Editorial Power Couple p.10

By: ALLAN WOLPER SPEAKING OF First impressions, after trying to make sense of a picture assignment the rookie reporter was attempting to convey, Valerie Virga slammed down the phone, turned to a newsroom colleague and asked, "Who was that moronic asshole?"
That was 16 years ago, Virga says, the first time she had occasion to speak to the preppy new staffer at the national supermarket tabloid the Enquirer who would later become her newsroom boss and husband.
Steve Coz, the 36-year-old ex-rookie and Harvard honors graduate, was recently named editor and senior vice president of the Enquirer. He succeeds Iain Calder, 57, the high-profile, legendary, Scotland-born czar of the nation's largest supermarket tabloid who gave up the reins for health reasons.
Coz's promotion comes a year after Virga, his wife of nine years and mother of their three small children, was appointed assistant editor in chief.
They're the Enquirer's power couple, a rare duo with a big say in how the $13.5 million newsroom budget is spent and how stories and photos are played.
For both, the Enquirer was their first foray into full-time news work. Coz started after some freelance feature work in Boston, and won his spurs as head of a special celebrity news-gathering task force, Los Angeles bureau chief and supervisor of the Enquirer's widely acclaimed O.J. Simpson coverage.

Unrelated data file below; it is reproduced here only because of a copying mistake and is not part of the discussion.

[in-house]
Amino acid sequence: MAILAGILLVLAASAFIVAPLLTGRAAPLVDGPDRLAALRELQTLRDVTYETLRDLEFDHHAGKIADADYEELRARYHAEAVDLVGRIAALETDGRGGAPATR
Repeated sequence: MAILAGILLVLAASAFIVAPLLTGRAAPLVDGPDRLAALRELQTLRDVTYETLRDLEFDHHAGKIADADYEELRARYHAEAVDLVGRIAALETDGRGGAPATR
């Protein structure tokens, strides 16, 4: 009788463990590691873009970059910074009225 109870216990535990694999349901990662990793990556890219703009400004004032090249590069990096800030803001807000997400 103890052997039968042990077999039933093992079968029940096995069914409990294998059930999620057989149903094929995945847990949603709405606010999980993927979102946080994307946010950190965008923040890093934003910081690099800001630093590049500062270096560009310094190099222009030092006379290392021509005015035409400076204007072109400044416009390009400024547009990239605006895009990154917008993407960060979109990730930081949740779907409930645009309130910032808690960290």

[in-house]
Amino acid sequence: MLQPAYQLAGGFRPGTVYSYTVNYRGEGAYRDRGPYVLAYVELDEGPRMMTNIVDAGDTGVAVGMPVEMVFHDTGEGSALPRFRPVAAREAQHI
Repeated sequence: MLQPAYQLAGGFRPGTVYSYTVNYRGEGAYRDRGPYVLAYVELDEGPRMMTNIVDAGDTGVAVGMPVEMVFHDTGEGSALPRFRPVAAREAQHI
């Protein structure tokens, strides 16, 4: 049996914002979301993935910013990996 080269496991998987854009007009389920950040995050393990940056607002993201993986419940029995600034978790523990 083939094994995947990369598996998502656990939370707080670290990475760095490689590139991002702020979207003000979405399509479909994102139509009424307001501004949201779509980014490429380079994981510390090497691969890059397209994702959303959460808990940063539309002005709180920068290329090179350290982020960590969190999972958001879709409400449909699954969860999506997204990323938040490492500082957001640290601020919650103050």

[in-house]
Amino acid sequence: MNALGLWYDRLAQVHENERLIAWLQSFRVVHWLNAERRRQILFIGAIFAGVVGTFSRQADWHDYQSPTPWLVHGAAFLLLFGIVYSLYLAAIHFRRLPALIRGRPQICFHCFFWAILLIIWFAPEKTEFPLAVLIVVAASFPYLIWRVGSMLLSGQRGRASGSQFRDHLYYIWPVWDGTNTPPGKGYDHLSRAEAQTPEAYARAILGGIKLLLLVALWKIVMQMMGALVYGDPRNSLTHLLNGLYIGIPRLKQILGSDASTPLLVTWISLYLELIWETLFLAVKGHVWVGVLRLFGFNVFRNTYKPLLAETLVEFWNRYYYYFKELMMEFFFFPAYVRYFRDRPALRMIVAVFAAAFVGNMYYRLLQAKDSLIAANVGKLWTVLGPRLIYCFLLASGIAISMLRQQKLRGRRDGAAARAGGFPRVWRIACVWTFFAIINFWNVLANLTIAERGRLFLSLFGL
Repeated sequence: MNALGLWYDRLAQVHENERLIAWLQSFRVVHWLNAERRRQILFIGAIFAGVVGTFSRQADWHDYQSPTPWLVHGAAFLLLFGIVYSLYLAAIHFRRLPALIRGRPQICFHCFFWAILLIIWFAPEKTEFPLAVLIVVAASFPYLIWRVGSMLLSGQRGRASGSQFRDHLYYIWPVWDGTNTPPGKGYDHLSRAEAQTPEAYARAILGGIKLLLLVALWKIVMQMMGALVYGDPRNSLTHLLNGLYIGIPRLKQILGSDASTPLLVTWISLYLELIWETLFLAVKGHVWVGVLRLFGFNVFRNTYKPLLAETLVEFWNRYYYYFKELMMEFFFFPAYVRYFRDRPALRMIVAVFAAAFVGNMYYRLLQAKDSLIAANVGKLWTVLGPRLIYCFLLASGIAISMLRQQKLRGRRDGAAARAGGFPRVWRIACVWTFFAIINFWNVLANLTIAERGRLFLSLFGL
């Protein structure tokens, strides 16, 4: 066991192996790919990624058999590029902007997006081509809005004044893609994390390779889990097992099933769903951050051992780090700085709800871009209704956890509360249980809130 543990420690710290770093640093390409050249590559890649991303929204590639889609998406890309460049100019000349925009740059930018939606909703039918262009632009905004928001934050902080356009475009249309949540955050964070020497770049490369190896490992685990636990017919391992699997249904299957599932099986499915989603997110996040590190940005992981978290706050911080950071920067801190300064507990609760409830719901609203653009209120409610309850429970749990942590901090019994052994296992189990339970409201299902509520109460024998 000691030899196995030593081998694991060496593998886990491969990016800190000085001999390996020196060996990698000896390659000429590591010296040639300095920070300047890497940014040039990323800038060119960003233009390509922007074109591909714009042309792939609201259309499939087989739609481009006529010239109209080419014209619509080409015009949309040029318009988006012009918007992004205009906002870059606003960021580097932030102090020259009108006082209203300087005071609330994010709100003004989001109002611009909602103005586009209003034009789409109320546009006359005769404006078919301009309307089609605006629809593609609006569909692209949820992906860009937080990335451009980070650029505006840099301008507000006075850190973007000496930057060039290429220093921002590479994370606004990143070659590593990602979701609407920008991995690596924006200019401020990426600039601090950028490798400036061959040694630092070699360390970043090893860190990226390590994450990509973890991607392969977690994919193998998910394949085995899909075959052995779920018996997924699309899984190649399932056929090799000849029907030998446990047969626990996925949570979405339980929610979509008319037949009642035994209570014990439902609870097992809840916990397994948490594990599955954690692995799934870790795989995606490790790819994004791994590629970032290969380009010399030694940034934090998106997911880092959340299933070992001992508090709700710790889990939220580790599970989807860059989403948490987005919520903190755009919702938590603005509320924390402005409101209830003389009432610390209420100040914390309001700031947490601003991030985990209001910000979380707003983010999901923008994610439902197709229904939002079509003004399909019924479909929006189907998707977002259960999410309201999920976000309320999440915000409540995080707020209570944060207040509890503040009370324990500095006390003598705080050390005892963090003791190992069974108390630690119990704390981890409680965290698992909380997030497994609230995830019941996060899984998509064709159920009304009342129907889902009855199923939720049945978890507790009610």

Virga came in cold after graduating from Boston College as an English major, convinced an editor she could handle the photo assignment desk and delivered.
Coz is a chunky, bespectacled Massachusetts native whose college major was also English. He sees himself as a wordsmith and innovator whose changes are already apparent. His wife's forte, he says, is nailing down great pictures and art.
Since assuming command, he's insisted on tighter stories to fit more of them into the usual 48 pages. He also developed what he calls Pizzazz, a back-of-the-book, color picture layout of up-and-coming celebrities who've yet to make the proverbial "A" lists, got Jenny Craig to write a weekly column, introduced a crossword puzzle with color, and quietly put two staffers in the nation's capital.
"Our Washington guys work out of their homes right now," he explained. "In a few months we'll assess the operation and decide whether to continue our Washington presence. But, really, what more can you say about the Paula Jones case with television and all the others covering the president down to his genitals?"
There'll be no change in the Enquirer's willingness to part with big bucks for exclusive stories and pictures. He'd pay $200,000 for a good, clear photo with world rights of Michael Jackson and his baby, Coz says.
"Everybody wants to see what that baby will look like," his wife added.
In recent months, the tabloid's circulation appears to have stabilized at 2.6 million after a decline of 2 million in the last seven years. Helped by lower newsprint costs and a 10? price increase, profits of its parent company, American Media Inc., have increased almost 13-fold, to $7.2 million from $552,000, during the first nine months of fiscal 1997.